My oldest is graduating from high school in just a couple months, and no, he’s not receiving a bachelor’s degree at the same time. He isn’t transferring credits as a high school freshman, and he’s not accelerating his studies. He’s just graduating as a normal (don’t laugh) homeschool student with a mixture of regular and honors courses and a normal amount of high school credits.
According to my facebook feed, that should make me a complete failure as a homeschool mom. Why didn’t he take dual credit and CLEP and community college and Oxford prep? For Pete’s sakes, how do I expect him to get into college? What have we been doing for the last four years, anyway?
When my students were younger, I was so enamored with the idea of dual-credit. After all, as a homeschool student myself, I had worked hard to complete four full years of high school material in three. If college work had been available to me, I know I would have jumped at the chance.
But my own students are much different than I was. They are interested, but not driven. They are college-bound, but they have narrowed down their prospective schools. They enjoy most of their subjects, but they have other interests.
So it turns out that dual credit courses, while a good choice for many students, were not a good fit for my oldest. My daughter is a high school freshman, and it looks as though dual credit probably won’t be in her future, either. And I am perfectly fine with that.
With the aggressive marketing for CLEP programs and dual credit, are homeschool teens missing out if they opt out? How do we know if dual credit is right for our students? Here are some principles that helped us make the decision for our family.
Is Dual Credit Right for Your Teen?
1. Do dual credit classes fit your homeschool style?
As classical homeschoolers, our family enjoys learning together across all age levels using a combination of good books, lively discussions, and out-of-the-house experiences. Enrolling in dual credit classes, particularly for humanities subjects, would detract from that experience.
If you are a traditional or textbook educator, and if your student uses a lot of co-op classes and video classes to make up their education, then dual credit may fit your student better. You are already accustomed to supervising his education while facilitating other learning opportunities, so adding this class would not be as disruptive to your family learning culture.
2. Do dual credit classes fit your student’s learning style?
If your student is a visual learner with strong reading comprehension, a dual credit class is likely a better fit. If your auditory learner needs a lot of discussion or your kinesthetic learner just needs a lot of action, the class may be more of a struggle.
3. Will a dual credit class facilitate my student’s learning?
I had to remind myself, when my first began high school, that the purpose of class is to learn, not to obtain a credit. There’s a big difference. If I had just wanted credits at any cost, I would have been more prone to sign up and not worry about it. But I really wanted my son to get a lot out of his high school years — I wanted these years to change how he learned, how he thought, how he communicated, how he viewed the world. So that gave me pause.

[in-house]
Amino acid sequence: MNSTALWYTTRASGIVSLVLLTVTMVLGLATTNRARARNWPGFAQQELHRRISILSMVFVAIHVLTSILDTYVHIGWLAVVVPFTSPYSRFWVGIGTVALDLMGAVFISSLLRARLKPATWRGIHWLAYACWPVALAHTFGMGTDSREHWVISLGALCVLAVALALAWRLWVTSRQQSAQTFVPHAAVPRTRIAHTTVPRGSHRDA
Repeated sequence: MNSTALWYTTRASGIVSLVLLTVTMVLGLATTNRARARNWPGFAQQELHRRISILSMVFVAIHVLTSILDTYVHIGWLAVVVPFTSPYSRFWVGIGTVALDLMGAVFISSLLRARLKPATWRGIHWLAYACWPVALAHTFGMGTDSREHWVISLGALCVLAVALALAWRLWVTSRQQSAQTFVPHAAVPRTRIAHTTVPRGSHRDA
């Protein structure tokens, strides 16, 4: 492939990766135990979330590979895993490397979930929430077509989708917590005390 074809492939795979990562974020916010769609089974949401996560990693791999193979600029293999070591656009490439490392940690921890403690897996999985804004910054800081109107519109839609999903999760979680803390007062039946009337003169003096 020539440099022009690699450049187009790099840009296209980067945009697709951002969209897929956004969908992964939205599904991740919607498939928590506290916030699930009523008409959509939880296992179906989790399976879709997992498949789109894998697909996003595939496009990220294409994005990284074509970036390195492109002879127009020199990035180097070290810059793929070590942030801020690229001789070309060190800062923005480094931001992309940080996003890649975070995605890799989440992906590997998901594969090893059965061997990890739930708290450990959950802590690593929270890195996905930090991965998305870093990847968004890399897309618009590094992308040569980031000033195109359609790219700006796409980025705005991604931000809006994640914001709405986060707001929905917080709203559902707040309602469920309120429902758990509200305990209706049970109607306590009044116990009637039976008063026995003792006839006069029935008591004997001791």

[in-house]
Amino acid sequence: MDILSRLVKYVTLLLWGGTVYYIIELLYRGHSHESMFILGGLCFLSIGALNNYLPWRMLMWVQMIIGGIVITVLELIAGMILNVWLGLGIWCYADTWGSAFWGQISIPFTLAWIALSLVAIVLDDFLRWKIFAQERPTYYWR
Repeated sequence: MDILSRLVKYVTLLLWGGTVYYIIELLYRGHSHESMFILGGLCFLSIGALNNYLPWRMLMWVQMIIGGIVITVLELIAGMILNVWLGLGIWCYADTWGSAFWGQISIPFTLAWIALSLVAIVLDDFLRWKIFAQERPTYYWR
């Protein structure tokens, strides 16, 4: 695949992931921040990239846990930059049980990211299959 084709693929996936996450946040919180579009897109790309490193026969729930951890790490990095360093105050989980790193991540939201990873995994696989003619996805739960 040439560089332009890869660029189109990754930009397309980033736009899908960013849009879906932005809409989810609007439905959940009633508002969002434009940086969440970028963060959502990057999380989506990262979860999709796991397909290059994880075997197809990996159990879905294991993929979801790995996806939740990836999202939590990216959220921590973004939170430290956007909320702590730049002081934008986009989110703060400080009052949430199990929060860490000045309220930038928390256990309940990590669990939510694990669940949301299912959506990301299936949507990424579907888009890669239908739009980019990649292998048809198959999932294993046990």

I also realized that taking a community college class would not likely fit my son’s learning style best. I did enroll him in classes with other teachers, and he greatly profited from each of them. But I wanted to ensure each class he took in his high school years was the right one for him personally.
4. Will a dual credit class be good for my student’s GPA?
If the class isn’t right for your student and isn’t right for his learning style, it won’t likely be good for his transcript, either. Since the entire purpose of dual credit is to accelerate college, having a bad grade can’t achieve that goal.
5. Will dual credit cost or save?
There are two big reasons for choosing dual credit courses — cut down on college expenses, and accelerating college graduation. But these are not always benefits. Depending on where your student chooses to go to college, dual credit could cost you unnecessary tuition and save you no time.
We began looking at this closely when my son was halfway through high school. He knew he wanted to study a science, and he had narrowed down his prospective colleges. All his colleges were out-of-state private schools, so I called one to ask about dual credit.
That’s when I learned dual credit isn’t always the answer. If he took dual credit classes, he was not guaranteed they would transfer. But if they did, he would not save time or money; it was impossible to transfer a full year of acceptable credits that applied to his major. Furthermore, since he was paying yearly tuition, he was still paying for classes he wouldn’t be taking if he transferred the credits.
So, come to find out, taking only high school credits in high school was a great idea for my high school students. It enables them to continue growing at their own pace and learning in their own customized plan that is just right for each of them. College comes soon enough. For now, we are relishing the lessons we have right here.
Check out my follow-up to this post right here.
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